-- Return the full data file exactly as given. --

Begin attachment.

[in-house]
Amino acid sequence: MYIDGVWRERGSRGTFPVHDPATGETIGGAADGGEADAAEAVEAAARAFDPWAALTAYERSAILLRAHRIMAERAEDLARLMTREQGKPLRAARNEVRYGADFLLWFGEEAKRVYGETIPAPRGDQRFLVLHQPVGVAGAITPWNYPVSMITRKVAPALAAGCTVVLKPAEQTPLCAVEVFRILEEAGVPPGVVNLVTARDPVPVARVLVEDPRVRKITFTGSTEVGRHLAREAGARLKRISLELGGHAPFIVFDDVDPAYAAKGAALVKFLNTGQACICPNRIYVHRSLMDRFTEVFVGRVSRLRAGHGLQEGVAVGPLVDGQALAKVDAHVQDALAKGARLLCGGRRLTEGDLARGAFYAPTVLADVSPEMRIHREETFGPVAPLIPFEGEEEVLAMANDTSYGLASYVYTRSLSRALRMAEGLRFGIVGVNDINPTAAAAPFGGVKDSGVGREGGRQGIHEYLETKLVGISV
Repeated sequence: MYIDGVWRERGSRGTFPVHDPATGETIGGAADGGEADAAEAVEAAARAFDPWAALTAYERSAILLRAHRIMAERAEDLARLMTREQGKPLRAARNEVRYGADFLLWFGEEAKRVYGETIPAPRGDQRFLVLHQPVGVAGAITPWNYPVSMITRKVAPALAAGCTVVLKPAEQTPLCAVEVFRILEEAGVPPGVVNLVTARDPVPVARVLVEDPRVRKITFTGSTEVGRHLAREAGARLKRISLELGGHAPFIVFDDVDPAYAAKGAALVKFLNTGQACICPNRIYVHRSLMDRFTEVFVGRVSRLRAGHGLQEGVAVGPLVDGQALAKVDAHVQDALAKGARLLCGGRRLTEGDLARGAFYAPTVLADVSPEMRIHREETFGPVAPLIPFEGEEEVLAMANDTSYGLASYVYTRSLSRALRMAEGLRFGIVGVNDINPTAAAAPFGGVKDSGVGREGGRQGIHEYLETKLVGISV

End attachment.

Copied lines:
[in-house]
Amino acid sequence: MYIDGVWRERGSRGTFPVHDPATGETIGGAADGGEADAAEAVEAAARAFDPWAALTAYERSAILLRAHRIMAERAEDLARLMTREQGKPLRAARNEVRYGADFLLWFGEEAKRVYGETIPAPRGDQRFLVLHQPVGVAGAITPWNYPVSMITRKVAPALAAGCTVVLKPAEQTPLCAVEVFRILEEAGVPPGVVNLVTARDPVPVARVLVEDPRVRKITFTGSTEVGRHLAREAGARLKRISLELGGHAPFIVFDDVDPAYAAKGAALVKFLNTGQACICPNRIYVHRSLMDRFTEVFVGRVSRLRAGHGLQEGVAVGPLVDGQALAKVDAHVQDALAKGARLLCGGRRLTEGDLARGAFYAPTVLADVSPEMRIHREETFGPVAPLIPFEGEEEVLAMANDTSYGLASYVYTRSLSRALRMAEGLRFGIVGVNDINPTAAAAPFGGVKDSGVGREGGRQGIHEYLETKLVGISV
Repeated sequence: MYIDGVWRERGSRGTFPVHDPATGETIGGAADGGEADAAEAVEAAARAFDPWAALTAYERSAILLRAHRIMAERAEDLARLMTREQGKPLRAARNEVRYGADFLLWFGEEAKRVYGETIPAPRGDQRFLVLHQPVGVAGAITPWNYPVSMITRKVAPALAAGCTVVLKPAEQTPLCAVEVFRILEEAGVPPGVVNLVTARDPVPVARVLVEDPRVRKITFTGSTEVGRHLAREAGARLKRISLELGGHAPFIVFDDVDPAYAAKGAALVKFLNTGQACICPNRIYVHRSLMDRFTEVFVGRVSRLRAGHGLQEGVAVGPLVDGQALAKVDAHVQDALAKGARLLCGGRRLTEGDLARGAFYAPTVLADVSPEMRIHREETFGPVAPLIPFEGEEEVLAMANDTSYGLASYVYTRSLSRALRMAEGLRFGIVGVNDINPTAAAAPFGGVKDSGVGREGGRQGIHEYLETKLVGISV